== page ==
Saturday, March 05, 2011

 

Molokai News covers public meeting on windfarm plan


by Larry Geller

The Molokai News website reported on a public meeting held on the island by Molokai Ranch to inform the public about its plans for a windfarm to supply Oahu with electricity.

The meeting revealed that the project will result in only 10-20 local jobs, while 200-300 workers will be brought in along with needed infrastructure. This might be a warning to Oahu rail advocates. Nothing says that construction jobs will go to locals.

But more significant is the coercion revealed by Molokai Properties president and CEO Peter Nicholas, as reported in the article. It seems the state is so insistent on completing this project that they threatened to take his private land to do it:

Nicholas said the Department of Business, Economic Development and Tourism told him the State could condemn its land under eminent domain law if they don’t agree on a project.

“The governor mentioned this as imperative,” said Nicholas. “The ramifications of condemnation are not particularly nice to anyone, it hurts everyone.”

According to Nicholas, DBEDT had been planning a large wind energy project with Hawaii Electric Company between 2008 and 2010 but never consulted Molokai Ranch. Nicholas had no explanation for this lack of communication. Now that MPL is being pressured by the State to use its land for a proposed 200-megawatt wind project (or possibly 400 mw depending on whether the Castle and Cooke project on Lanai proceeds) the time has come to update the community and seek its input.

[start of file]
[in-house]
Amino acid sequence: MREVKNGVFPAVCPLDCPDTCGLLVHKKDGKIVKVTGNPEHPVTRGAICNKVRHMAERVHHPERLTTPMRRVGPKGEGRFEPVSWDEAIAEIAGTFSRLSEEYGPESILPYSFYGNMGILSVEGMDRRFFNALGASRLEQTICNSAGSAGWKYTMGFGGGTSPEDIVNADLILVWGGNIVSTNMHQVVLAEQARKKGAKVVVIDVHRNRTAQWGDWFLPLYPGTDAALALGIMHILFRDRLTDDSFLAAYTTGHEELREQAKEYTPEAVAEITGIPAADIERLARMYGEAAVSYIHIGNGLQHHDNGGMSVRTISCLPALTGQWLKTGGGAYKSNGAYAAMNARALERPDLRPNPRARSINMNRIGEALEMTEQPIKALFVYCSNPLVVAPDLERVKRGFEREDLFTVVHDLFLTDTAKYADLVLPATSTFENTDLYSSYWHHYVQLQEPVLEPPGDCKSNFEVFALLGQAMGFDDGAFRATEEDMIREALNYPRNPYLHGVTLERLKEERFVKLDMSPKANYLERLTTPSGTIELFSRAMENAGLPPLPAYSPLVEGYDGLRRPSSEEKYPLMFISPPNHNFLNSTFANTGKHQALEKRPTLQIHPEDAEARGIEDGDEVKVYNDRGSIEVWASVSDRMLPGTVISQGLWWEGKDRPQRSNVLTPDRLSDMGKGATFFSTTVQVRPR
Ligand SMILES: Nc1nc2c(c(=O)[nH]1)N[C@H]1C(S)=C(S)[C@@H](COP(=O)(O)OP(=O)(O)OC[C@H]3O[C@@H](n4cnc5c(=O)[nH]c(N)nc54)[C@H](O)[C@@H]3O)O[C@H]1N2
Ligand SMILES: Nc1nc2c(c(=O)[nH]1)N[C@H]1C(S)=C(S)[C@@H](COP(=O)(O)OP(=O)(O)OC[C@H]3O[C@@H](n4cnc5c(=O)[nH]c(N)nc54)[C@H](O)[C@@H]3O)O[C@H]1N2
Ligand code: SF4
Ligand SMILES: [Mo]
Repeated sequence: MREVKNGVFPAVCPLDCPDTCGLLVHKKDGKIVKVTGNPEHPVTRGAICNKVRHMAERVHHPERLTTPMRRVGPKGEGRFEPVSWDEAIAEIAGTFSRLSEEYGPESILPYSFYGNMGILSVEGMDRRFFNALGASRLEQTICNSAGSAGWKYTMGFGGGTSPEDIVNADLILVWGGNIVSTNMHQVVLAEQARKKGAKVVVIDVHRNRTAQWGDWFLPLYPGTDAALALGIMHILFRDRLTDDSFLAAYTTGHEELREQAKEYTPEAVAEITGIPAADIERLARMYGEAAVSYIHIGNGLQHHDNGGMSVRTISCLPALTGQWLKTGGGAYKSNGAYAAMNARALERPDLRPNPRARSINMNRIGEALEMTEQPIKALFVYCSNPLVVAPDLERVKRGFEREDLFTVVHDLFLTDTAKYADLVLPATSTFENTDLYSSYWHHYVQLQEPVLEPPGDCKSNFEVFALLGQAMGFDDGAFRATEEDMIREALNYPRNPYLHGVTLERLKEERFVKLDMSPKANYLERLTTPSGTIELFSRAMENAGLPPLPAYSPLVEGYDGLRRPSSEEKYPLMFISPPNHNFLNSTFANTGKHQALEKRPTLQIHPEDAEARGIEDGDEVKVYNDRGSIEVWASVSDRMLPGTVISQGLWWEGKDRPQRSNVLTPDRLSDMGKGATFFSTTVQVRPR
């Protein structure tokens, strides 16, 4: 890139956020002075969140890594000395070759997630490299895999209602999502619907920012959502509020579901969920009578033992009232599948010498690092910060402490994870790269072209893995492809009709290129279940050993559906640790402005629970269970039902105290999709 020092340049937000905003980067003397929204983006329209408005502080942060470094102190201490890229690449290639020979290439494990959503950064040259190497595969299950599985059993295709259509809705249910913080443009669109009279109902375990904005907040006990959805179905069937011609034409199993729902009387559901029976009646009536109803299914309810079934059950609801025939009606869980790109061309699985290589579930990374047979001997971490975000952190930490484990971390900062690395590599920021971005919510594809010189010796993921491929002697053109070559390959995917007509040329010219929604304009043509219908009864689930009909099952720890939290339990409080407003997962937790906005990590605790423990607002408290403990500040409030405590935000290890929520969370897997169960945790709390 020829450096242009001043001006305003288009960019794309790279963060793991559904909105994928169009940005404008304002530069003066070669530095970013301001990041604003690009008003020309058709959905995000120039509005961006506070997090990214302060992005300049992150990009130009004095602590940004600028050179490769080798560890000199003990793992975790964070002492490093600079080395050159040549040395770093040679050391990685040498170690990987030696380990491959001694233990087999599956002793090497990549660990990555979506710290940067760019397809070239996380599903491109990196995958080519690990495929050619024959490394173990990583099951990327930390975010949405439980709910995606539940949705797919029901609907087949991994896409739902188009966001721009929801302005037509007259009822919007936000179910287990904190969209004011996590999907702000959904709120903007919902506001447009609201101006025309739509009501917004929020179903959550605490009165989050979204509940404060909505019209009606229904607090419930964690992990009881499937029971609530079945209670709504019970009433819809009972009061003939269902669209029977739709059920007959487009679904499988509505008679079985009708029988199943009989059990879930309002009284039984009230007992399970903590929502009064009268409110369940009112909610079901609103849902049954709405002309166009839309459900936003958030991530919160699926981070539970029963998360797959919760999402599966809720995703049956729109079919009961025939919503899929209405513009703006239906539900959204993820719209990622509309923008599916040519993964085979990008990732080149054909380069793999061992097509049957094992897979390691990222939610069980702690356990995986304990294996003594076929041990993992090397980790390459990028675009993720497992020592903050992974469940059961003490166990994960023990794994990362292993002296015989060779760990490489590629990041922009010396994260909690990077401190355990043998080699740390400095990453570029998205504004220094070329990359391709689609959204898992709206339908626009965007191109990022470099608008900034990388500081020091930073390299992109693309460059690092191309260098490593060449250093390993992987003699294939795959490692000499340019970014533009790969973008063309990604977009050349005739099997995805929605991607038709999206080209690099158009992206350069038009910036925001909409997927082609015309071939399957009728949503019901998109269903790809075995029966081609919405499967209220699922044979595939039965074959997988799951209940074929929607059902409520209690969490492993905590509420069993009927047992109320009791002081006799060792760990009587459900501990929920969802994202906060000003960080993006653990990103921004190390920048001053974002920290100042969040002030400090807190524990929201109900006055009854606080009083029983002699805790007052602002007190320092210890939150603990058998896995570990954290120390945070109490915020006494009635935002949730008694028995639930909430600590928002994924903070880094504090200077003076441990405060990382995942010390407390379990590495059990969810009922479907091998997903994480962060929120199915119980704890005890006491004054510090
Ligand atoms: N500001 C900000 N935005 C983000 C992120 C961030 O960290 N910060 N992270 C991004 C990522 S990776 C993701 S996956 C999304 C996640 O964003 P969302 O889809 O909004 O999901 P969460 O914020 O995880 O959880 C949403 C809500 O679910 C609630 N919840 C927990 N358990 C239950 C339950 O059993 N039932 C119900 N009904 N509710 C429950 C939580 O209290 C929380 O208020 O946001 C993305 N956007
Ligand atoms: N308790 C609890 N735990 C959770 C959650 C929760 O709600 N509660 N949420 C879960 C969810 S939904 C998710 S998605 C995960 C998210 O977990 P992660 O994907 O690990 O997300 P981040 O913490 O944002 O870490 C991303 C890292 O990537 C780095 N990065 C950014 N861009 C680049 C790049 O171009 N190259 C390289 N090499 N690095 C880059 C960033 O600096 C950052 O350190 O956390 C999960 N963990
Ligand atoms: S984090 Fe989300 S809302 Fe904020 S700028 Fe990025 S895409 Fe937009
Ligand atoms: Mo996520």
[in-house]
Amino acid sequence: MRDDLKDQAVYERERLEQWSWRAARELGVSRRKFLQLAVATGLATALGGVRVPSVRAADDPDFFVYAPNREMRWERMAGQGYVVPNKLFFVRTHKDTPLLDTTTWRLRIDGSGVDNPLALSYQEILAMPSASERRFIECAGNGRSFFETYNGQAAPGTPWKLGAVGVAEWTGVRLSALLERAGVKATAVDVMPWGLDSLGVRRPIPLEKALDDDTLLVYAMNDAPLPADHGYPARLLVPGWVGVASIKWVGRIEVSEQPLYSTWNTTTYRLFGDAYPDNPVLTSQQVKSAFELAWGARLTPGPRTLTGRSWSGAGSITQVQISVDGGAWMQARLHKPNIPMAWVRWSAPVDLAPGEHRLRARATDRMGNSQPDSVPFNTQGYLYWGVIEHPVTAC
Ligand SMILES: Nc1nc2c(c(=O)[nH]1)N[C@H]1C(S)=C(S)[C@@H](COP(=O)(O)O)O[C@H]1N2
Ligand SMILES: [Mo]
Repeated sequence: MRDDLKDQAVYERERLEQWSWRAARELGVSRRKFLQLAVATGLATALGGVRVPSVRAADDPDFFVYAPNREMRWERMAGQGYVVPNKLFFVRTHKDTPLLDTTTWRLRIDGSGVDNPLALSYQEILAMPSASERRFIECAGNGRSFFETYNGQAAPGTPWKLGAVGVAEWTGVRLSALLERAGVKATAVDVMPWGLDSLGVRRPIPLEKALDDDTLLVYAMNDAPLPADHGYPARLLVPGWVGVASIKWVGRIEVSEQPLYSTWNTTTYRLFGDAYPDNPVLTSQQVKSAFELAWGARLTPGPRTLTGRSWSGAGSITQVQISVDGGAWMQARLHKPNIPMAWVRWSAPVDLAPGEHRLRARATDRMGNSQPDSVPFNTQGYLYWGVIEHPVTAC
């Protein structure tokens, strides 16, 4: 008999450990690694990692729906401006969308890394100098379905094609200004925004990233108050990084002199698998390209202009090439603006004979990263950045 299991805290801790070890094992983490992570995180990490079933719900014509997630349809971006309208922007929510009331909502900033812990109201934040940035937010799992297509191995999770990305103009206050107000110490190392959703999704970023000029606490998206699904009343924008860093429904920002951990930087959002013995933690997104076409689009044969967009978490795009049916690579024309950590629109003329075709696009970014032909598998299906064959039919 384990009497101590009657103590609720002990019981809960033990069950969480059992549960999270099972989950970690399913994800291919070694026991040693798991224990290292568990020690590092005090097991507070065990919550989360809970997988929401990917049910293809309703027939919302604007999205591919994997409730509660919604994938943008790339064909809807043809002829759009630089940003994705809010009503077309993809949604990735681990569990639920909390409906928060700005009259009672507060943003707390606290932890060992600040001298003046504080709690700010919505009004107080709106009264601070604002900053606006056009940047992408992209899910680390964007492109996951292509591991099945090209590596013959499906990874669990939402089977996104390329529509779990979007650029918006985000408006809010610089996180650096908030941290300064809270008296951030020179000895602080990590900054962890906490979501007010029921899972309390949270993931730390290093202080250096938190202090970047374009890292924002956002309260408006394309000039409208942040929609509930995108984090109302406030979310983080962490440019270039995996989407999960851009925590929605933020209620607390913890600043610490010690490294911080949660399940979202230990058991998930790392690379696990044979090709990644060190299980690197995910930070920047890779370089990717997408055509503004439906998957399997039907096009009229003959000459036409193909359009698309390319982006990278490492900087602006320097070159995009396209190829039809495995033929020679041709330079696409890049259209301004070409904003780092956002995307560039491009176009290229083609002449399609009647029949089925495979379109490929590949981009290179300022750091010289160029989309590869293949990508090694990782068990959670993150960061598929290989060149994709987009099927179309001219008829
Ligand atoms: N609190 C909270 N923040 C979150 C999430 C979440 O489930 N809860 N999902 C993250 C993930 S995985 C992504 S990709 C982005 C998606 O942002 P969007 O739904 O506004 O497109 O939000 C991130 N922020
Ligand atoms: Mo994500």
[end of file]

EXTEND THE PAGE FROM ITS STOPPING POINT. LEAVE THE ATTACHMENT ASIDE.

[Molokai Ranch lays out options while seeking community input on wind energy project, 3/3/2011]

The article gives the impression that Molokai residents are being held hostage to Oahu’s energy-guzzling needs. There will be few local jobs created, and little, if any, benefit to Molokai residents from this project. And to top it off, the state was willing to effectively steal land on Molokai for the benefit of Oahu residents.

What say does anyone on Molokai have in this? Apparently none.

For up-to-the-moment information on the Molokai windfarm project and its controversies, tune in to the tweets from the Molokai News. The website has also covered progress in Lanai over their own windfarm project.


This work is licensed under a Creative Commons license.


Comments:

I would be interested in finding out if those 200 to 300 jobs are being filled by skilled workers from Oahu because those skiled workers are not available on Molokai. If that's the case then I have no problem with the worker situation. I have heard that fifty percent of Molokai's population is collecting welfare from the state, just about all of that coming from Oahu taxpayers. Because of this I feel that Molokai benefits greatly if Oahu can reduce it's dependency on oil. I may be entirely off base in my reasoning and if so I would like to hear other opinions on this matter.
 


Look at this chart for a real view on Oahu energy guzzling.

http://oahusolar.blogspot.com/2011/01/chart-of-electrical-usage-in-hawaii.html
 

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